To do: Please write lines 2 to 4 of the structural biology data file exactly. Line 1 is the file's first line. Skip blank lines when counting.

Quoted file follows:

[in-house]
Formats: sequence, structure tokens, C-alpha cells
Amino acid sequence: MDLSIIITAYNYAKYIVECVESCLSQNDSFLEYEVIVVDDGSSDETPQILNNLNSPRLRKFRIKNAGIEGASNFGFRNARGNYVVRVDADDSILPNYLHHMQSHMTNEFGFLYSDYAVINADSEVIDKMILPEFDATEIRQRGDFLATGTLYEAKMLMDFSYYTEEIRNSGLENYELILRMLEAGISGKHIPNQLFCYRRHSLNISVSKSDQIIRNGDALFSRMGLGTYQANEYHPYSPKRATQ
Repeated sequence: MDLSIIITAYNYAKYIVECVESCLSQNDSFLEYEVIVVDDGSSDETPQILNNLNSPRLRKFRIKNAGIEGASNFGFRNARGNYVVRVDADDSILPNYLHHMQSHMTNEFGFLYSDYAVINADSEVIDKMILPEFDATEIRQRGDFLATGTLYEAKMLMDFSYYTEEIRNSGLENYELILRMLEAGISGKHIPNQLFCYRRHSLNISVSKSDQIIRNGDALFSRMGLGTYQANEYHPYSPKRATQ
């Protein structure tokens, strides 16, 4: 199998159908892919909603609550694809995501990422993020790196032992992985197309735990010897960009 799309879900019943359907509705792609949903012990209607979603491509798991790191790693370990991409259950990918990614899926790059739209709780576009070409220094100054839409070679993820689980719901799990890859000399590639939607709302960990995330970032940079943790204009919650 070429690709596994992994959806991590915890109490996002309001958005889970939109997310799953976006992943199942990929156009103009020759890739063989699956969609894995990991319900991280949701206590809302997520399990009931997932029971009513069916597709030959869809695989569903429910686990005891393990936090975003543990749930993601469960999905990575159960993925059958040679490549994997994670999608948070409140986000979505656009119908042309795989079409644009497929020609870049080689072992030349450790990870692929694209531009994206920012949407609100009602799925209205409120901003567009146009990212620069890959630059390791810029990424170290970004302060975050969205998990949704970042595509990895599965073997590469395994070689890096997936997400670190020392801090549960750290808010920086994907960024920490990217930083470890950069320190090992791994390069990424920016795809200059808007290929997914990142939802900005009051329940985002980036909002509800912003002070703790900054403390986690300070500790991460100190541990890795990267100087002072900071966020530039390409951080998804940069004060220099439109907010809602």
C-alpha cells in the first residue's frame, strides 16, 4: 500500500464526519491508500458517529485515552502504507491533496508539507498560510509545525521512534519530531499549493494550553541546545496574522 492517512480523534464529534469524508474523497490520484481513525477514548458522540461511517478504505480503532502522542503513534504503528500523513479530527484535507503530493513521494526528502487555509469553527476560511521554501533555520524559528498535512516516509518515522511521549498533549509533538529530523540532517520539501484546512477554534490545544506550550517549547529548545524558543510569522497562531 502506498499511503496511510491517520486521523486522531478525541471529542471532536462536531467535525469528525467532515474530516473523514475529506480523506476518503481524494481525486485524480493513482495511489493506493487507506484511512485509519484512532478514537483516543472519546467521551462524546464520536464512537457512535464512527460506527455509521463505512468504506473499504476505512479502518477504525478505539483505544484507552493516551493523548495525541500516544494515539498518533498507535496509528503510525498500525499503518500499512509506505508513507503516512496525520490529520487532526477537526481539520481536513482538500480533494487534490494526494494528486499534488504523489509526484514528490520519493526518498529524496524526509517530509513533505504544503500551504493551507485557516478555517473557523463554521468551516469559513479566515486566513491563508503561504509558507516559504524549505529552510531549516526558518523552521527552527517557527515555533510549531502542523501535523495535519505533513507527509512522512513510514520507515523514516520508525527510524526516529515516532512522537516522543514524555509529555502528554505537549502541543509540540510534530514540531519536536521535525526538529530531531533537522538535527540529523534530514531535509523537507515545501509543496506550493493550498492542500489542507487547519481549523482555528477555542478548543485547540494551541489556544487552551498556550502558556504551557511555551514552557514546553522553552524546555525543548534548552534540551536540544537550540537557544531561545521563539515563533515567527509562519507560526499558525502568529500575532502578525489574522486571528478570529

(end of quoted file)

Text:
Formats: sequence, structure tokens, C-alpha cells
Amino acid sequence: MDLSIIITAYNYAKYIVECVESCLSQNDSFLEYEVIVVDDGSSDETPQILNNLNSPRLRKFRIKNAGIEGASNFGFRNARGNYVVRVDADDSILPNYLHHMQSHMTNEFGFLYSDYAVINADSEVIDKMILPEFDATEIRQRGDFLATGTLYEAKMLMDFSYYTEEIRNSGLENYELILRMLEAGISGKHIPNQLFCYRRHSLNISVSKSDQIIRNGDALFSRMGLGTYQANEYHPYSPKRATQ
Repeated sequence: MDLSIIITAYNYAKYIVECVESCLSQNDSFLEYEVIVVDDGSSDETPQILNNLNSPRLRKFRIKNAGIEGASNFGFRNARGNYVVRVDADDSILPNYLHHMQSHMTNEFGFLYSDYAVINADSEVIDKMILPEFDATEIRQRGDFLATGTLYEAKMLMDFSYYTEEIRNSGLENYELILRMLEAGISGKHIPNQLFCYRRHSLNISVSKSDQIIRNGDALFSRMGLGTYQANEYHPYSPKRATQ